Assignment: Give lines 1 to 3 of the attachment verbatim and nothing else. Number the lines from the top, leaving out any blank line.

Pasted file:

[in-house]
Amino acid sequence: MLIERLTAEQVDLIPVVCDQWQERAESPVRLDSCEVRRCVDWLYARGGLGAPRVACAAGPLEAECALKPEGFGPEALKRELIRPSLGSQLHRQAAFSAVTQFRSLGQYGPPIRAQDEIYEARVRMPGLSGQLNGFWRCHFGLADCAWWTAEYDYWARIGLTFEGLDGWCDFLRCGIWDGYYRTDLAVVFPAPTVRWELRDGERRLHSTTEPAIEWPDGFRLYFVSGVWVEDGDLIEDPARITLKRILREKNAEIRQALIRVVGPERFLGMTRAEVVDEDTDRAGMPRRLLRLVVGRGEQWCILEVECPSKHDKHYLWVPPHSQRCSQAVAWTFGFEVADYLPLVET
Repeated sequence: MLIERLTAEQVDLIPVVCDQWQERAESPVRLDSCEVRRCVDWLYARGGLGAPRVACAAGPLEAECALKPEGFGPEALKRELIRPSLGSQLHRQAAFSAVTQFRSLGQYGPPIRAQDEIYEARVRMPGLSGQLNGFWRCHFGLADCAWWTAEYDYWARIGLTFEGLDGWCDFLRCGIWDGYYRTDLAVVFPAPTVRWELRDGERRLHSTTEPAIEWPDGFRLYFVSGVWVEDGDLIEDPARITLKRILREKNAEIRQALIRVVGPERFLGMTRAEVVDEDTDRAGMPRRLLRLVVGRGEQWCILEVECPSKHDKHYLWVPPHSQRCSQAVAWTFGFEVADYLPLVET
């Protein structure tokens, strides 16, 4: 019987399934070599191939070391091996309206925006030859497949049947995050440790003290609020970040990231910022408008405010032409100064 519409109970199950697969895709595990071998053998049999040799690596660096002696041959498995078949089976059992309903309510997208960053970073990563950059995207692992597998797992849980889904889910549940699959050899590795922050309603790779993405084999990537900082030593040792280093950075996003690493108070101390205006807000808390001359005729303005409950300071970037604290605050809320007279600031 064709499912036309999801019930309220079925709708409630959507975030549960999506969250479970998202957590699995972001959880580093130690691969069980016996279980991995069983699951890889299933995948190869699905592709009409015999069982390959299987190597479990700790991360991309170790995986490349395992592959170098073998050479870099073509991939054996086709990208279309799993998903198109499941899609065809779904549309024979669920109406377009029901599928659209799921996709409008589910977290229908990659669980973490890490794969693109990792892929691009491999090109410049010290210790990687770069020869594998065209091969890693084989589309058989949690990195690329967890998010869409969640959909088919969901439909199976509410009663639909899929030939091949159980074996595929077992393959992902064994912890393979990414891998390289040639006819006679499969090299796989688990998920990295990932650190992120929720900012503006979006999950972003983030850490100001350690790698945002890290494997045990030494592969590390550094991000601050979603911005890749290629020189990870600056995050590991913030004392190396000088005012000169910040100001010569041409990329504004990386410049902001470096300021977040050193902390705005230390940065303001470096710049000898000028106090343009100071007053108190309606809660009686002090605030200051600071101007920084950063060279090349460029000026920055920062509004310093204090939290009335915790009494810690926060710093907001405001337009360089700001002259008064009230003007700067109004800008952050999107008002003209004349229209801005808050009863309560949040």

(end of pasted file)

[in-house]
Amino acid sequence: MLIERLTAEQVDLIPVVCDQWQERAESPVRLDSCEVRRCVDWLYARGGLGAPRVACAAGPLEAECALKPEGFGPEALKRELIRPSLGSQLHRQAAFSAVTQFRSLGQYGPPIRAQDEIYEARVRMPGLSGQLNGFWRCHFGLADCAWWTAEYDYWARIGLTFEGLDGWCDFLRCGIWDGYYRTDLAVVFPAPTVRWELRDGERRLHSTTEPAIEWPDGFRLYFVSGVWVEDGDLIEDPARITLKRILREKNAEIRQALIRVVGPERFLGMTRAEVVDEDTDRAGMPRRLLRLVVGRGEQWCILEVECPSKHDKHYLWVPPHSQRCSQAVAWTFGFEVADYLPLVET
Repeated sequence: MLIERLTAEQVDLIPVVCDQWQERAESPVRLDSCEVRRCVDWLYARGGLGAPRVACAAGPLEAECALKPEGFGPEALKRELIRPSLGSQLHRQAAFSAVTQFRSLGQYGPPIRAQDEIYEARVRMPGLSGQLNGFWRCHFGLADCAWWTAEYDYWARIGLTFEGLDGWCDFLRCGIWDGYYRTDLAVVFPAPTVRWELRDGERRLHSTTEPAIEWPDGFRLYFVSGVWVEDGDLIEDPARITLKRILREKNAEIRQALIRVVGPERFLGMTRAEVVDEDTDRAGMPRRLLRLVVGRGEQWCILEVECPSKHDKHYLWVPPHSQRCSQAVAWTFGFEVADYLPLVET